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A secondary, but equally important function offered by SpywareBlaster is its ability to block spyware/tracking cookies and restrict the actions of spyware/adware/tracking sites in Internet Explorer, Mozilla Firefox, Netscape, Seamonkey, Flock and other browsers.

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Since SpywareBlaster doesn’t scan for, or clean spyware, but as stated earlier, prevents installation only, you should use it in combination with your active malware protection applications.

SpywareBlaster is definitely low maintenance and the only thing you need to remember is to update the database, which contains information on known spyware Active-X controls, regularly. Automatic update is also available for an annual fee of $9.95 USD.

A bonus feature included with SpywareBlaster is – System Snapshot. You can take a snapshot of your computer in its clean state, and later revert to this state, undoing any changes made by spyware and browser hijackers that have infected your system despite the security in place. I recommend that you take advantage of this important feature – just in case.

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Fast facts:

Prevent the installation of ActiveX-based spyware and other potentially unwanted programs.

Block spying / tracking via cookies.

Restrict the actions of potentially unwanted or dangerous web sites.

Unlike other programs, SpywareBlaster does not have to remain running in the background. It works alongside the programs you have to help secure your system.

System requirements: Windows XP, Vista, Win 7 (32 bit and 64 bit).

Browser compatibility: Internet Explorer, Mozilla Firefox, Netscape, Seamonkey, Flock, K-Meleon, and browsers that use the IE engine.

Download at: Javacool Software

Need answers? Visit the SpywareBlaster Forum

If you found this article useful, why not subscribe to this Blog via RSS, or email? It’s easy; just click on this link and you’ll never miss another Tech Thoughts article.

6 Comments

Filed under Anti-Malware Tools, Browsers, Don't Get Hacked, downloads, Free Security Programs, Freeware, Internet Safety Tools, Malware Protection, New Computer User Software Tools, Software, System Security, Utilities, Windows Tips and Tools

Valentine’s Day = Cyber Crooks And Malware Love

Love in Your Inbox – Malware on Your Computer

imageIt’s only a few weeks until Valentine’s day, so it’s not to early to get ready for the deluge of  “I love you”, “Wish you were mine”, and of course the proverbial “Happy Valentine’s Day” emails.

Hopefully, you will have a Happy Valentine’s Day, but you won’t if you fall victim to the burst of spam that is aimed at lovers, at this time of year, every year. Much of it designed to drop malware on unsuspecting users machines.

Like clockwork, spammers and cyber crooks ramp up the volume of spam emails aimed at unsuspecting users, just prior to this day, culturally set aside as a “celebration of love”.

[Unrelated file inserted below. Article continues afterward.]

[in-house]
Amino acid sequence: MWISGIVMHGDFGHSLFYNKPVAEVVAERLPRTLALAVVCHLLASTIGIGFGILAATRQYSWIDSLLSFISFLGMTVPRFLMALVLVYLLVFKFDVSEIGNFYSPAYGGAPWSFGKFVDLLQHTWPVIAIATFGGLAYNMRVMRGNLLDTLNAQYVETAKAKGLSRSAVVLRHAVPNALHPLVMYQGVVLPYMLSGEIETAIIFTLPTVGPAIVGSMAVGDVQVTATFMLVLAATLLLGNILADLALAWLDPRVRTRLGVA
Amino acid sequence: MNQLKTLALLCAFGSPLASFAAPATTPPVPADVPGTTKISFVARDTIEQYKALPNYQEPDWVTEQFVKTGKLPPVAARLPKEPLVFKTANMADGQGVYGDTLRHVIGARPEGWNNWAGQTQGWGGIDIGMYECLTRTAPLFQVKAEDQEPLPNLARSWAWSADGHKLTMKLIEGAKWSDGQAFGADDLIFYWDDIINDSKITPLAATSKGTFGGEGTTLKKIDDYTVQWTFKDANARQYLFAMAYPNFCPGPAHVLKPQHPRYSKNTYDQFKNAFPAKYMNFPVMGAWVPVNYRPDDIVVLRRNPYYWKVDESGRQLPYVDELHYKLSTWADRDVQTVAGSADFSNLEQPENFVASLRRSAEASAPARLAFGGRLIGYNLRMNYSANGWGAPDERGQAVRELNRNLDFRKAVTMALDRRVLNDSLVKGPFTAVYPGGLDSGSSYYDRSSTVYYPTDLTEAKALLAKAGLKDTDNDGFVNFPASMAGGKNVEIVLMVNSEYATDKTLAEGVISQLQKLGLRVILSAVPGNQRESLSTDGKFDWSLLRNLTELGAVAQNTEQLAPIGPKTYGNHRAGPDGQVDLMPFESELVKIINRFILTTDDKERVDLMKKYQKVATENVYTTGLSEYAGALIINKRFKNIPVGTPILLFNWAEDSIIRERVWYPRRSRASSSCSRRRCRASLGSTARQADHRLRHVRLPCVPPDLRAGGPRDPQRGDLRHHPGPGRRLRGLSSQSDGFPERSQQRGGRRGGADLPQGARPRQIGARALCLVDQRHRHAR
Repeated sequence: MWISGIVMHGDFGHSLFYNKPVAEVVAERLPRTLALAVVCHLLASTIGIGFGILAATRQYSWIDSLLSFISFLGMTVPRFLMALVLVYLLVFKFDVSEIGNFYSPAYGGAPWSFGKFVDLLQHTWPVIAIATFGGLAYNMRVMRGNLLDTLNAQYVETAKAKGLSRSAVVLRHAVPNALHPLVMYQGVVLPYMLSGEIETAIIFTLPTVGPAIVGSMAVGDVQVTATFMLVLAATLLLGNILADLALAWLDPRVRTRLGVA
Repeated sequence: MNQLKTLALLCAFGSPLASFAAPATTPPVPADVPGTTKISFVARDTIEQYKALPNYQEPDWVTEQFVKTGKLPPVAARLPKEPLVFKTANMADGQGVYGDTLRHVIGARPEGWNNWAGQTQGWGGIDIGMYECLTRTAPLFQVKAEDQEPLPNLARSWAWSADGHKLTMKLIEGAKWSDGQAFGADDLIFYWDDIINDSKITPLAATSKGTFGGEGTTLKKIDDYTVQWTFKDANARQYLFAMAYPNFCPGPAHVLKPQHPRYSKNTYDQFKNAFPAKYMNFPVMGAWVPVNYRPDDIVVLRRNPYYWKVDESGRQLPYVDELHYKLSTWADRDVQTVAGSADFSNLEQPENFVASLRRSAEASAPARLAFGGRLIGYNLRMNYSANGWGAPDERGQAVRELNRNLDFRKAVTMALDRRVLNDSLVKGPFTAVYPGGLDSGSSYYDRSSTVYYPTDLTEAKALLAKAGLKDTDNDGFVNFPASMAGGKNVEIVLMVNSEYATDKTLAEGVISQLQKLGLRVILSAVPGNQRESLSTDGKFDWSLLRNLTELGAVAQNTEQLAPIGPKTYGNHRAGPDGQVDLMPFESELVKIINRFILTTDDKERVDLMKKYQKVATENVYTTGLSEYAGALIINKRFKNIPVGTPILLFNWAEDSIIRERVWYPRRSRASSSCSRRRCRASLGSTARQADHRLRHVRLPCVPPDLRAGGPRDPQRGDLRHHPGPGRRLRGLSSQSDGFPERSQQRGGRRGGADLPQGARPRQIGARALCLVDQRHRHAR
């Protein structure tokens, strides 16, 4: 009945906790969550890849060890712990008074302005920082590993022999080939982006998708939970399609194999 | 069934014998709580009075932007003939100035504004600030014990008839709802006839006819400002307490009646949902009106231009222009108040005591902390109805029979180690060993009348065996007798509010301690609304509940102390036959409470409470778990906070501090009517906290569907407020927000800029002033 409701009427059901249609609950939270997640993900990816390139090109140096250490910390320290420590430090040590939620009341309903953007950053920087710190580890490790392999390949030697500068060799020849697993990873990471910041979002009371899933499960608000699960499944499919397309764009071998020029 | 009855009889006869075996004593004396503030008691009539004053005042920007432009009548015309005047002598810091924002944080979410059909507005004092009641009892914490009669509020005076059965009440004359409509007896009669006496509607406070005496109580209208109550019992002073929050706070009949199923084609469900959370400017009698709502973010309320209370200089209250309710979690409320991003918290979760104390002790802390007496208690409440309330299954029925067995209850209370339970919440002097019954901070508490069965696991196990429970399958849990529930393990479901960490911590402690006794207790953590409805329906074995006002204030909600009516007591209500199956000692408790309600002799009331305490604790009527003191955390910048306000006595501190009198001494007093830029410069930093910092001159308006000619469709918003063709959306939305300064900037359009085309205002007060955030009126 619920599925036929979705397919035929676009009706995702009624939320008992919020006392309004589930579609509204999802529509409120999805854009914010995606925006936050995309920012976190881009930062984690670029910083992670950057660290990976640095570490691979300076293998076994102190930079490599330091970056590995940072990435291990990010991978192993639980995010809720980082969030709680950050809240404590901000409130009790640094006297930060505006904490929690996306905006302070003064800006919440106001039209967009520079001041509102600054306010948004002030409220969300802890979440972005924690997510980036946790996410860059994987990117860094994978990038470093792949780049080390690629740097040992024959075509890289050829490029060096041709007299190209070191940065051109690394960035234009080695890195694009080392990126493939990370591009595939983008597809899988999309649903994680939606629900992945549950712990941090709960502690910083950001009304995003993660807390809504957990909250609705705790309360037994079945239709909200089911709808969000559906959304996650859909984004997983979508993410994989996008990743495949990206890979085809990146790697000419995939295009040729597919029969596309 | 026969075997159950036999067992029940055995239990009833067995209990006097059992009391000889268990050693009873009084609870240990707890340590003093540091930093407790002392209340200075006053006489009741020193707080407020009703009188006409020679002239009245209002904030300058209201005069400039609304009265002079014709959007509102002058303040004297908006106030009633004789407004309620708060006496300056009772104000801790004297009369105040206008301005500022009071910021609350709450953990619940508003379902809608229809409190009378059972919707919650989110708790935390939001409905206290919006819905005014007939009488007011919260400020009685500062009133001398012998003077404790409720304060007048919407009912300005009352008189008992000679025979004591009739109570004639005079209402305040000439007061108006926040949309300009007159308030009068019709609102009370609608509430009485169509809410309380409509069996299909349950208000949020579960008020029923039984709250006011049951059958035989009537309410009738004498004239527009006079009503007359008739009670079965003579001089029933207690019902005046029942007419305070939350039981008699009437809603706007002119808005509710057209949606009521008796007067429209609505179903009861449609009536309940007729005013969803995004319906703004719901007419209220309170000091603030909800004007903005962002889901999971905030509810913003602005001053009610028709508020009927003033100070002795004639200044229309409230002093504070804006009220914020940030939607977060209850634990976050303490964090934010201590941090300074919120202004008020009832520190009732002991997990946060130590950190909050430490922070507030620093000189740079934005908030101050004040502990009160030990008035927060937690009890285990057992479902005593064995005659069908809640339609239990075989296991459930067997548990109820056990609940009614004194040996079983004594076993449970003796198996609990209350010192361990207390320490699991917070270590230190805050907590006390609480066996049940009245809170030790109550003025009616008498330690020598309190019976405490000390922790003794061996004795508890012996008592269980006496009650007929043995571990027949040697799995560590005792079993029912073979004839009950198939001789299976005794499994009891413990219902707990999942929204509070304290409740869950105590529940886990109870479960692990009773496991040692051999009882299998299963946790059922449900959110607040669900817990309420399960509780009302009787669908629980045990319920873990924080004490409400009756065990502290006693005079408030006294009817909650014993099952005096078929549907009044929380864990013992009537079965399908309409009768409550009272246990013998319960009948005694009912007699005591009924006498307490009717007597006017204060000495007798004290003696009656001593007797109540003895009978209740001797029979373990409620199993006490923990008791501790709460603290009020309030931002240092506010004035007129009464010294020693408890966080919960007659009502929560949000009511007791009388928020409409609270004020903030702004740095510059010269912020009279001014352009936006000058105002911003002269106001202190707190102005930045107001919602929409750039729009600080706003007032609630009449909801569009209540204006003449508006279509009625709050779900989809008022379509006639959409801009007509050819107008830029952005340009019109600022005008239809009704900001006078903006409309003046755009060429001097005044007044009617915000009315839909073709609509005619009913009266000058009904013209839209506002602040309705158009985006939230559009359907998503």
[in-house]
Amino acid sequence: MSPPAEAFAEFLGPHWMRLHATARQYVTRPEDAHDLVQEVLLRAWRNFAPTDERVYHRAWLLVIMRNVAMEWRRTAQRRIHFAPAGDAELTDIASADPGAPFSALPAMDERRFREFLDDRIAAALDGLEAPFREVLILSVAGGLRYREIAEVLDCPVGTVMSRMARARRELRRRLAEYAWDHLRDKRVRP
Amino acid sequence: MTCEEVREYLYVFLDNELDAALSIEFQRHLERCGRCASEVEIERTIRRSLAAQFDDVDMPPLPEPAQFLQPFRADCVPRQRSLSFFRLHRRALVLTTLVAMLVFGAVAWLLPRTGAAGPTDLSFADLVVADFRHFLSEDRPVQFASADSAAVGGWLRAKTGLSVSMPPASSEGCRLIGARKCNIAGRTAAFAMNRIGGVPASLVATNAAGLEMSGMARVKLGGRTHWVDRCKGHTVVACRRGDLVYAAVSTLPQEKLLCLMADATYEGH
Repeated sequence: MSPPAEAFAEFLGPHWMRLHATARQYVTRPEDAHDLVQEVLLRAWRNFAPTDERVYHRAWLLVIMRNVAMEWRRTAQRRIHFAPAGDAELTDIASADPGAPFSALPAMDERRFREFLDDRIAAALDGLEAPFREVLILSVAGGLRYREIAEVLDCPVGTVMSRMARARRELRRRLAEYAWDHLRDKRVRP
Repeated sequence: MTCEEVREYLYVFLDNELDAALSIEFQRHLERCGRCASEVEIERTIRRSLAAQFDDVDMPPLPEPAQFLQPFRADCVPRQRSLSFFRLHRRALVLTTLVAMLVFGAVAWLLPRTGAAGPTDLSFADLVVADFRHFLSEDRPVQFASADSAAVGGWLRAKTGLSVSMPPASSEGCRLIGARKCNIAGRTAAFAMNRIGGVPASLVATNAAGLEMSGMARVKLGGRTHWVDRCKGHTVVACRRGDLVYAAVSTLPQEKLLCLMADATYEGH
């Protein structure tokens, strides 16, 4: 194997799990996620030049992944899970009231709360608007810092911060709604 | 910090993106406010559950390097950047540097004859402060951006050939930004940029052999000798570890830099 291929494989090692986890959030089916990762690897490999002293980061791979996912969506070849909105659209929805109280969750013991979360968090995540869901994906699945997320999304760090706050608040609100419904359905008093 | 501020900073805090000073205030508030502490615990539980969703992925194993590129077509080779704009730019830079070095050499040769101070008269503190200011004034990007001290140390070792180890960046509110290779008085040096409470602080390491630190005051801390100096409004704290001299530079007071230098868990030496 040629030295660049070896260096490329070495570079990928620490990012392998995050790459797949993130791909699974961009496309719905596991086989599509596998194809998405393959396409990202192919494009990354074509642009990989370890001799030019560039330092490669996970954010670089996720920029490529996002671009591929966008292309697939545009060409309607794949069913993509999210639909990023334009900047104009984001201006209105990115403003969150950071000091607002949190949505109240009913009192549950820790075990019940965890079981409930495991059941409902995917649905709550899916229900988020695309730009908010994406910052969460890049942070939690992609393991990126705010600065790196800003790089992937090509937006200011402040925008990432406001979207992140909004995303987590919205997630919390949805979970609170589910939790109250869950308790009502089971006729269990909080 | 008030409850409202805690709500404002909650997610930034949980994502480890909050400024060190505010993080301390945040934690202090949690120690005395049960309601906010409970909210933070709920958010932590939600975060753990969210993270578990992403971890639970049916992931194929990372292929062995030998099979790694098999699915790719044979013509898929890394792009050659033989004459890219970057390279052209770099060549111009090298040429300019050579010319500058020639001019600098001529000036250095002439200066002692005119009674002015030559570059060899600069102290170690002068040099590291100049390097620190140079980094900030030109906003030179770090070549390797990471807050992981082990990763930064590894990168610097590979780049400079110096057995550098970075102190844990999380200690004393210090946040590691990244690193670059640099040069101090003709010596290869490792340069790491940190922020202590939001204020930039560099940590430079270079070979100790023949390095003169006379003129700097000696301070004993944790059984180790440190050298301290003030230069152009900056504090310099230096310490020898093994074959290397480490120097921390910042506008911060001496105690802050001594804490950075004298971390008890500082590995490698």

In previous years, starting just about this time, we saw abnormally high rates of this type of spam, and since cyber crooks are “opportunity driven”, we can expect much more of this type of cybercriminal activity this year.

Maybe you’re a very cool person who’s significant other is always sending you neat little packages in your email. Things like MP3 files, screensavers, cartoons, YouTube videos and the like. You get them so often, that you just automatically click on the email attachment without even thinking. If you are this type of person, here’s a word of advice – start thinking.

The hook, as it always is in this type of socially engineered email scam, is based on exploiting our emotions. The fact is, we are all pretty curious creatures and let’s face it, who doesn’t like surprises. I think it’s safe to say, we all find it difficult, if not irresistible, to peek at love notes received via email.

The unfortunate truth is, these spam emails often contain links that deliver advertisements, or worse redirect the victim to an unsafe site where malware can be installed on the victim’s computer.

Last year at this time, a friend, who is an astute and aware computer user, fell for one of these carefully crafted teasing emails. On opening the email, he was taken to a site which had pictures of hearts and puppies, and was then asked to choose which one was for him.

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Fortunately, common sense prevailed and he backed out of this site. If he had clicked on this site, he would have begun the process of infecting his machine with a Trojan, which can connect to remote command and control sites.

Unfortunately, being smart is often NOT enough to protect yourself. Experienced users are on guard year round for these, and other types of scam/spam email.

You know what to do, right?

Don’t open emails that come from untrusted sources.

Don’t run files that you receive via email without making sure of their origin.